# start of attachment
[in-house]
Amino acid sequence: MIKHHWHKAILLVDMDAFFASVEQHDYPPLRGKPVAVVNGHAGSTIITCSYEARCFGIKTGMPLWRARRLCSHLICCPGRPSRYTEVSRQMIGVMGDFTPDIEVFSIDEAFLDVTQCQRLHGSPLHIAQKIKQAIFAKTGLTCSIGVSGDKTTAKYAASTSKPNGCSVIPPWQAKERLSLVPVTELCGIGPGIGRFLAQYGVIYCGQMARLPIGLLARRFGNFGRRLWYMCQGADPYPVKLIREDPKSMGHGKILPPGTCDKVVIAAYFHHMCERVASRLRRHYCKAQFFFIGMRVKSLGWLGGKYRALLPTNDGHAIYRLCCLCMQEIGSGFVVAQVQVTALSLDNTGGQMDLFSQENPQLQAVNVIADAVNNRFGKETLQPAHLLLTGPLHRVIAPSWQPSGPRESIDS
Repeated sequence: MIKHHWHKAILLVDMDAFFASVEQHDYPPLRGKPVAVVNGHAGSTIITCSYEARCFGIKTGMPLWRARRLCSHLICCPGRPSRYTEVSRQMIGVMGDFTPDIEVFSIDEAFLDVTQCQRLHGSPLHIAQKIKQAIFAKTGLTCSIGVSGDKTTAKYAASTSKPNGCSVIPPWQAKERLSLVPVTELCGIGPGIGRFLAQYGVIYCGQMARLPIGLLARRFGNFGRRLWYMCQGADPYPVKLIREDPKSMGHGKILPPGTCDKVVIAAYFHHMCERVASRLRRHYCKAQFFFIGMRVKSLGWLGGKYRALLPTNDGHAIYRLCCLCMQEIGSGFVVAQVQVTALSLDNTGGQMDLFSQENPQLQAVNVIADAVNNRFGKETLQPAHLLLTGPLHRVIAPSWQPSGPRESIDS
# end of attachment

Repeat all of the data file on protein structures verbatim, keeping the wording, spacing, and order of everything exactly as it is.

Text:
[in-house]
Amino acid sequence: MIKHHWHKAILLVDMDAFFASVEQHDYPPLRGKPVAVVNGHAGSTIITCSYEARCFGIKTGMPLWRARRLCSHLICCPGRPSRYTEVSRQMIGVMGDFTPDIEVFSIDEAFLDVTQCQRLHGSPLHIAQKIKQAIFAKTGLTCSIGVSGDKTTAKYAASTSKPNGCSVIPPWQAKERLSLVPVTELCGIGPGIGRFLAQYGVIYCGQMARLPIGLLARRFGNFGRRLWYMCQGADPYPVKLIREDPKSMGHGKILPPGTCDKVVIAAYFHHMCERVASRLRRHYCKAQFFFIGMRVKSLGWLGGKYRALLPTNDGHAIYRLCCLCMQEIGSGFVVAQVQVTALSLDNTGGQMDLFSQENPQLQAVNVIADAVNNRFGKETLQPAHLLLTGPLHRVIAPSWQPSGPRESIDS
Repeated sequence: MIKHHWHKAILLVDMDAFFASVEQHDYPPLRGKPVAVVNGHAGSTIITCSYEARCFGIKTGMPLWRARRLCSHLICCPGRPSRYTEVSRQMIGVMGDFTPDIEVFSIDEAFLDVTQCQRLHGSPLHIAQKIKQAIFAKTGLTCSIGVSGDKTTAKYAASTSKPNGCSVIPPWQAKERLSLVPVTELCGIGPGIGRFLAQYGVIYCGQMARLPIGLLARRFGNFGRRLWYMCQGADPYPVKLIREDPKSMGHGKILPPGTCDKVVIAAYFHHMCERVASRLRRHYCKAQFFFIGMRVKSLGWLGGKYRALLPTNDGHAIYRLCCLCMQEIGSGFVVAQVQVTALSLDNTGGQMDLFSQENPQLQAVNVIADAVNNRFGKETLQPAHLLLTGPLHRVIAPSWQPSGPRESIDS